Description: Unemployment in South Africa has hit a high of 40% and the most visible of the unemployed are men who stand on the side of the road every day, waiting for work. There are 500 places in South Africa called "job sites," where people are picked up for casual labour on an hourly or daily basis. The ages of the men vary from sixteen to sixty-five, all unemployed and desperate to find work. The project was launched in 1999. Partnerships were formed with various Provincial Departments of Social Services, and various other Local Governments. Partners provide funding to set up the tool depots and provide land where necessary. The Provincial Department of Labour in the Western Cape funds vocational training with registered service providers.
Once trained the unemployed gain employment via a placement service. Small business development training is ongoing and those with potential are provided with tools to start their own small businesses (construction, carpentry, gardening, mechanical repairs, and drivers). The project has been so successful to date that some of the unemployed are now in management and training positions. The federation/union lobbies to meet the needs of the unemployed. Due to its successes the project has expanded to five provinces.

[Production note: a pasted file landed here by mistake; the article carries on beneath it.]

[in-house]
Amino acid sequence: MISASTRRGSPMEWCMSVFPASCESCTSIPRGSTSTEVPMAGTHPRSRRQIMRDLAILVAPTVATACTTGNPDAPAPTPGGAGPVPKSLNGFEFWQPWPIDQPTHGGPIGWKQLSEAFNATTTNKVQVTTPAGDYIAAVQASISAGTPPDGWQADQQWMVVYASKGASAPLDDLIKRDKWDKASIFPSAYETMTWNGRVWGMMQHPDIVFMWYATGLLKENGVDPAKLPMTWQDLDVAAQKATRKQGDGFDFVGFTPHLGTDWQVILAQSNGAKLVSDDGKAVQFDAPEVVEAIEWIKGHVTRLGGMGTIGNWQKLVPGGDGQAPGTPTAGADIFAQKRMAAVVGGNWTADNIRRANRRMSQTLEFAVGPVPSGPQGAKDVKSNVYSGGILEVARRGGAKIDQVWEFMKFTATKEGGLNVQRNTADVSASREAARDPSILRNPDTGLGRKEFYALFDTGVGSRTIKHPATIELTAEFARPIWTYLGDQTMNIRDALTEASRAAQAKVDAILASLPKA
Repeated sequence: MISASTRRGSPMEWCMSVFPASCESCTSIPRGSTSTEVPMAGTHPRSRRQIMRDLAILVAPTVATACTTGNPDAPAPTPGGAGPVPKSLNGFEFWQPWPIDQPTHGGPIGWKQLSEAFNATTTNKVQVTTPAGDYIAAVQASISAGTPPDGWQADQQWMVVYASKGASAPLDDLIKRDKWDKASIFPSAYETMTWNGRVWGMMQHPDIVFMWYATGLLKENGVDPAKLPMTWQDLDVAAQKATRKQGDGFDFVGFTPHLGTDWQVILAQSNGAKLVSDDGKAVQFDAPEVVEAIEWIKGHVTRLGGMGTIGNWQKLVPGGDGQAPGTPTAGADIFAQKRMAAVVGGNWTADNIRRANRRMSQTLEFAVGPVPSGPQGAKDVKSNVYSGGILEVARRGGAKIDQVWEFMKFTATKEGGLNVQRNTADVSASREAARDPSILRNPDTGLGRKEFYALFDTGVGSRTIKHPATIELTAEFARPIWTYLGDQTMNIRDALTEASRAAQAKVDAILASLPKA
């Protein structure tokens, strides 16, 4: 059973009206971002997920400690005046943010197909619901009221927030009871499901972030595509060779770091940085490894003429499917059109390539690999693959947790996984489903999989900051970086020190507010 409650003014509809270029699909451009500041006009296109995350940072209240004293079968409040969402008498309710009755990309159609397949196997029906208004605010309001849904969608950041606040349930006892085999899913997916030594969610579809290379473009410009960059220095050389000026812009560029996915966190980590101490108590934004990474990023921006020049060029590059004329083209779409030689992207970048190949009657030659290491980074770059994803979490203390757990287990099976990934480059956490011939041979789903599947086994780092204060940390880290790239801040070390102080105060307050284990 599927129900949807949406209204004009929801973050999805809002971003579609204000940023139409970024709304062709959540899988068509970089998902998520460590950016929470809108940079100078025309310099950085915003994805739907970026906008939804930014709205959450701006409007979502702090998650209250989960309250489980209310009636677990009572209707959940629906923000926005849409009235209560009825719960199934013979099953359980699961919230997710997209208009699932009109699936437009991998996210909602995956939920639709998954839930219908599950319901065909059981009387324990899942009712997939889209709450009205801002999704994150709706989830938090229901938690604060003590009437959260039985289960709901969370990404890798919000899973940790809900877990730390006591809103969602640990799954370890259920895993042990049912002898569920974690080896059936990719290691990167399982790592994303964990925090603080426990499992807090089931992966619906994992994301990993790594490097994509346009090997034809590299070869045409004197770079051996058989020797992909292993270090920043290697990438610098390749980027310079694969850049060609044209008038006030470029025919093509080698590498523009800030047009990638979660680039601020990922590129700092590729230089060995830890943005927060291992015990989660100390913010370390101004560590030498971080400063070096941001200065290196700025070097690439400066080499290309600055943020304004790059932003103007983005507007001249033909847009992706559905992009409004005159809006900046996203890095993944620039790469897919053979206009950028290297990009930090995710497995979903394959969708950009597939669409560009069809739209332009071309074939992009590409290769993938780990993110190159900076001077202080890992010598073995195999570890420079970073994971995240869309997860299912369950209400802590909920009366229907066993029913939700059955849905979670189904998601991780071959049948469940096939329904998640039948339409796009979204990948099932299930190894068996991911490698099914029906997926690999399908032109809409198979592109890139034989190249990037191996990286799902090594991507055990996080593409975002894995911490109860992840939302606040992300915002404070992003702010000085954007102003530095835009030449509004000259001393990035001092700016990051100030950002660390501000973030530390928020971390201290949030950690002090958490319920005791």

Innovation: This is the first project of its kind in South Africa and is the first to organise the unemployed into a federation. It also has a very successful placement programme, which protects the workers from being exploited, as was the norm in the past.
Effectiveness: Thus far 50 000 tools have been donated and the unemployed are employed to fix them. These tools are loaned to them to start their own small business. To date 20 small businesses (cleaning, garden services, collection of tools, repair of tools, etc) have been established. The project also provides tools in the townships through two retail outlets, while 3000 tools have been sold to enable people to maintain their homes or create business opportunities. The federation comprises 1500 members. The demand for workers trained by the project is so high that the project is unable to meet the needs of the market. Since its inception, 800 people have received training and 90% have become employed.
Poverty Impact: An estimated 2000 people have been empowered through the federation and the training courses, while well over 600 people are able to provide for the needs of their families.
Sustainability: The project has secure funding from government and the ongoing needs of the unemployed and corporate sponsors suggest that its sustainability is guaranteed for at least the next three years.
Replication: The model is easy to follow and implement, and is cost effective.